From the outside, it's easy to get the impression that the water in your plumbing pipes is static, but nothing could be further from the truth. When a faucet is open, water churns and swirls in the pipes with all the violence of a flowing river, and because it's incompressible and under pressure, it exerts considerable force on the pipes when it changes direction or when you close the faucet. Your pipes can shake and vibrate, and you may hear sounds like hissing, rattling, tapping, banging or clanking. It may take a combination of procedures to quiet them.
Banging and Clanking
Stop cyclical banging or clattering sounds by more securely fastening banging pipes to the framing with pipe clamps or mounting straps. If they are already secure, and the clamps have come loose, replace the nails holding the clamps with screws. If the pipe can't be accessed, wedge padding at the point the pipe exits the wall or at shut-off valves.
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Check the water pressure meter near the main valve if you hear loud clanking sounds from anywhere in the water system. The pressure should be less than 80 pounds per square inch. If it's greater than this, adjust the pressure regulator, which should be near the meter, by turning the control counterclockwise with a wrench to lower the pressure.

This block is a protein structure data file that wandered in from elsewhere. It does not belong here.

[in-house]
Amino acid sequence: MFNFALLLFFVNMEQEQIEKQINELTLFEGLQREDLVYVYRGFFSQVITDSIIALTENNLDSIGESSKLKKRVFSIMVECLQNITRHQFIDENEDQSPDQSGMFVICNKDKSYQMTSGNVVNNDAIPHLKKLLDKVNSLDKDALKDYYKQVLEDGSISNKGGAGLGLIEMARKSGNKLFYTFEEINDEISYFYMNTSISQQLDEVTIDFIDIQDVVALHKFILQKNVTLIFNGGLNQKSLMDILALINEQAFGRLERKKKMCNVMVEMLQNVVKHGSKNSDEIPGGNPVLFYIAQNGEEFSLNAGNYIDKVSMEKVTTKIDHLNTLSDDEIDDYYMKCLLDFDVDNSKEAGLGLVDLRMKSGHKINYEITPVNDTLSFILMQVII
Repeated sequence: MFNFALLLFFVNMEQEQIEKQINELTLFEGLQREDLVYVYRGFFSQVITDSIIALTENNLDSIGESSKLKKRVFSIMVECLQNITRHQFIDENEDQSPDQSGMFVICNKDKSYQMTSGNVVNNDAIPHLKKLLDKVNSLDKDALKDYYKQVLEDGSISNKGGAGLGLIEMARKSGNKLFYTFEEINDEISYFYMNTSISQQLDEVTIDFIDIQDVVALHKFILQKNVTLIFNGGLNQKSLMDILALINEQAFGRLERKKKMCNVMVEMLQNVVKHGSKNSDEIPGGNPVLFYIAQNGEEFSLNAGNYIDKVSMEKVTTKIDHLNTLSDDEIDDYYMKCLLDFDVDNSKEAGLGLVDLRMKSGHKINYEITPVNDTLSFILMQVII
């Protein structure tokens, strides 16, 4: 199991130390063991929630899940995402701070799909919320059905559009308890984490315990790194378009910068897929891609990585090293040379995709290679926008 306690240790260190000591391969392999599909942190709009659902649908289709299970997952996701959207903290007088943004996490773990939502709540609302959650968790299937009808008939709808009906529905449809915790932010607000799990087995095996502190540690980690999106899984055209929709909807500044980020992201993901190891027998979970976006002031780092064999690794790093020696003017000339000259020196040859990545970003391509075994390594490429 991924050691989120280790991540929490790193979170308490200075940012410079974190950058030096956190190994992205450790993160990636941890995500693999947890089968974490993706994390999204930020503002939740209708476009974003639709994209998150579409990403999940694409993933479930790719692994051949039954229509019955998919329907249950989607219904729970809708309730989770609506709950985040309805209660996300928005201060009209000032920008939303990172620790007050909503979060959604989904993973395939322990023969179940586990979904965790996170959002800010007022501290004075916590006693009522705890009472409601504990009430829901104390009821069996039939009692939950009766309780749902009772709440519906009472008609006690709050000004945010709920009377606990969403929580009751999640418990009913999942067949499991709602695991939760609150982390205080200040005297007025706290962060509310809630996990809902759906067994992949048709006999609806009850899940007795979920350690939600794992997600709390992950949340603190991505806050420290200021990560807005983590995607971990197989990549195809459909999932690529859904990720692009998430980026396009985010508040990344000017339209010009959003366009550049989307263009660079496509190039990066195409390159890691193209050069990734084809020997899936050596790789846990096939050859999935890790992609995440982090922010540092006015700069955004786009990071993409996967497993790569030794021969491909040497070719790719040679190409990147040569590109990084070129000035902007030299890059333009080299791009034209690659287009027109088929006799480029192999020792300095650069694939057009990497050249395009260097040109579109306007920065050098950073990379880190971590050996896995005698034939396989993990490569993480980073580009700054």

Install a water hammer arrester near any fixture from which you hear excessive banging or clanking. Water hammer occurs because water, which is incompressible, strikes the faucet or valve violently when you open or close it. An arrester contains an air chamber that absorbs some of the energy of the pressurized water.
Bleeding Off Excess Air
Turn off the main water valve to the house to bleed air from the plumbing system and stop hissing and rattling sounds. These are the sounds that water makes as it passes by air trapped in elbows or horizontal runs.
Go to the highest or farthest point from the main valve and turn on the faucet. Working your way back toward the main valve, open all the faucets, flush all the toilets, and turn on your washing machine and dishwasher momentarily until all the water is flushed from the system.
Close all the faucets, starting from the one nearest the valve, and flush all the toilets a second time.
Open the main valve slowly and let the system fill with water. If you have water hammer arresters installed in your pipes, the water will push the air back into the chambers where it is supposed to be. Expect some air to come out of the faucets when you turn them on for the first time.